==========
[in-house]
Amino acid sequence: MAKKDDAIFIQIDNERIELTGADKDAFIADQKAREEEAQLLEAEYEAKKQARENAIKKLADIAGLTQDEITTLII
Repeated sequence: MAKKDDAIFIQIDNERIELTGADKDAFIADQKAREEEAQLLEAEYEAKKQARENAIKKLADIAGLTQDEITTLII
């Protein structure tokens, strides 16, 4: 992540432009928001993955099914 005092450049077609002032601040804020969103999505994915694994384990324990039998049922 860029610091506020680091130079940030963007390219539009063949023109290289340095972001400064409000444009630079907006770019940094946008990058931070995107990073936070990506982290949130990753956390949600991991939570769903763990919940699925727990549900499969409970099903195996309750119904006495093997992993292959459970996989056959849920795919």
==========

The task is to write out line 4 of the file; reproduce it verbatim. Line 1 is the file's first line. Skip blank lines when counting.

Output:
């Protein structure tokens, strides 16, 4: 992540432009928001993955099914 005092450049077609002032601040804020969103999505994915694994384990324990039998049922 860029610091506020680091130079940030963007390219539009063949023109290289340095972001400064409000444009630079907006770019940094946008990058931070995107990073936070990506982290949130990753956390949600991991939570769903763990919940699925727990549900499969409970099903195996309750119904006495093997992993292959459970996989056959849920795919």